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Thick Tech Systems Inc v. Methuen Construction Co. Inc.

United States District Court, D. Maine

June 21, 2017

THICK TECH SYSTEMS, INC., Plaintiff
v.
METHUEN CONSTRUCTION CO., INC.; FLETCH'S SANDBLASTING & PAINTING, INC.; and LIBERTY MUTUAL INSURANCE CO., Defendants METHUEN CONSTRUCTION CO., INC., CROSSCLAIM PLAINTIFF
v.
FLETCH'S SANDBLASTING & PAINTING, INC., CROSSCLAIM DEFENDANT FLETCH'S SANDBLASTING & PAINTING, INC., THIRD-PARTY PLAINTIFF
v.
FAY, SPOFFORD AND THORNDIKE LLC AND THORNDIKE, INC. D/B/A STANTEC CONSULTING SERVICES, INC., THIRD-PARTY DEFENDANT

          ORDER ON MOTION TO DISMISS THIRD-PARTY COMPLAINT

          D. Brock Hornby United States District Judge

         The issue the parties ask me to decide on a pending motion to dismiss is whether the economic loss doctrine in Maine prevents a construction project subcontractor from recovering damages in negligence from the engineering firm that the owner earlier engaged to design the project. Because Maine law is uncertain and other parties' claims in this dispute, involving interrelated fact issues, are currently in arbitration, I conclude that the most prudent course of action is to refrain from deciding this dispute until the arbitration process reaches its endpoint.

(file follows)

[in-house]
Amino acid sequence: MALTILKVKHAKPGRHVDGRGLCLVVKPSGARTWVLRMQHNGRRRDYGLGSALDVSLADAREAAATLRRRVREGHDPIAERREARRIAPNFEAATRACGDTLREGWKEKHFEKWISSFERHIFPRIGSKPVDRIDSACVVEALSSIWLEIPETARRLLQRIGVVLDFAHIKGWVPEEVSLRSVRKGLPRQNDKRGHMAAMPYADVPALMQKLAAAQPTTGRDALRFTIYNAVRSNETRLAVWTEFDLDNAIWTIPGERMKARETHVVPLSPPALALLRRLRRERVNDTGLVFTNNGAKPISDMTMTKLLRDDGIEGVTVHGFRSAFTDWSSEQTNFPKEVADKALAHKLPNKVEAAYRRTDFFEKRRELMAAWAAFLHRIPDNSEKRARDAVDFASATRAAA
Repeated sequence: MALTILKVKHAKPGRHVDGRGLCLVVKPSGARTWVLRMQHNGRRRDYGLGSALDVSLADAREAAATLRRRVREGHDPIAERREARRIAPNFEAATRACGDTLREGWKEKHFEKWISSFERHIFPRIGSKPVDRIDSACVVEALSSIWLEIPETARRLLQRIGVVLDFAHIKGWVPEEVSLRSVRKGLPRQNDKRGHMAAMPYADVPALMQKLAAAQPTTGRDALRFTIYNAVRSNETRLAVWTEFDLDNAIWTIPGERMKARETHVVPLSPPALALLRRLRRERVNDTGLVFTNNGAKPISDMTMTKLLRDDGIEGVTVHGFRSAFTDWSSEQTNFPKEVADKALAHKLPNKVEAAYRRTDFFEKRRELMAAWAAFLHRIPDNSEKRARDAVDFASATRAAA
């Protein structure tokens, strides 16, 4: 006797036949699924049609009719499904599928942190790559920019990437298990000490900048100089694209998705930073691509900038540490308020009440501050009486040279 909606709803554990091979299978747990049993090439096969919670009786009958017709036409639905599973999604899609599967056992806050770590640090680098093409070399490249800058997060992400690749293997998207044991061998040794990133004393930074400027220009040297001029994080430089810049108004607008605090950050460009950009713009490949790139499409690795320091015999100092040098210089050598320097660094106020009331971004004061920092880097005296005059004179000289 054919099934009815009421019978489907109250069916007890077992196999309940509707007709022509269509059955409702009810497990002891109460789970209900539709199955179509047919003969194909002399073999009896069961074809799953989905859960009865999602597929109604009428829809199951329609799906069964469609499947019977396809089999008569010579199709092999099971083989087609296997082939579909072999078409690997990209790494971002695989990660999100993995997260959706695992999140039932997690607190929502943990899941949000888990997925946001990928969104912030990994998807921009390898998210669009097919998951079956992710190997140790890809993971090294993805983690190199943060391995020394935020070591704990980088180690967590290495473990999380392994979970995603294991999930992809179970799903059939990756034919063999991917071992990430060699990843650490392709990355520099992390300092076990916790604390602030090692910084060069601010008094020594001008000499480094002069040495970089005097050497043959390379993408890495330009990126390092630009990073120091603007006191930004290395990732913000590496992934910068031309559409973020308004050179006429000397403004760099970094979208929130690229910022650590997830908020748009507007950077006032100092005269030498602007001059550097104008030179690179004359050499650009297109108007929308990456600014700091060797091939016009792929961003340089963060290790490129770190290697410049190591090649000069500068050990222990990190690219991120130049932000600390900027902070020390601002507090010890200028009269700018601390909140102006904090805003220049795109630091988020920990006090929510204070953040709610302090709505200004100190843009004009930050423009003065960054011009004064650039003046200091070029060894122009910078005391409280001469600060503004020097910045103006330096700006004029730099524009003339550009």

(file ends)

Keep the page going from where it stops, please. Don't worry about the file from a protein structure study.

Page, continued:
At the outset of this Miller Act dispute over a Navy construction and maintenance project at Portsmouth Naval Shipyard, a second tier subcontractor sued a first tier subcontractor, the prime contractor, and a bonding company. The project involved improvements to removable submarine covers; the dispute was over fireproofing installed by the second tier subcontractor. The second tier subcontractor asserted that the first tier subcontractor was negligent in its surface preparation work―thereby causing problems with the fireproofing application that it had to correct―and that it has not been paid for its work. Am. Compl. (ECF No. 18) ¶¶ 11, 13-22. There are crossclaims and counterclaims. Mediation failed (to date, the Navy has neither accepted nor rejected the fireproofing work, ECF No. 76), and that dispute, originally filed in this court, is now going to arbitration in accordance with the subcontract. ECF Nos. 39, 75.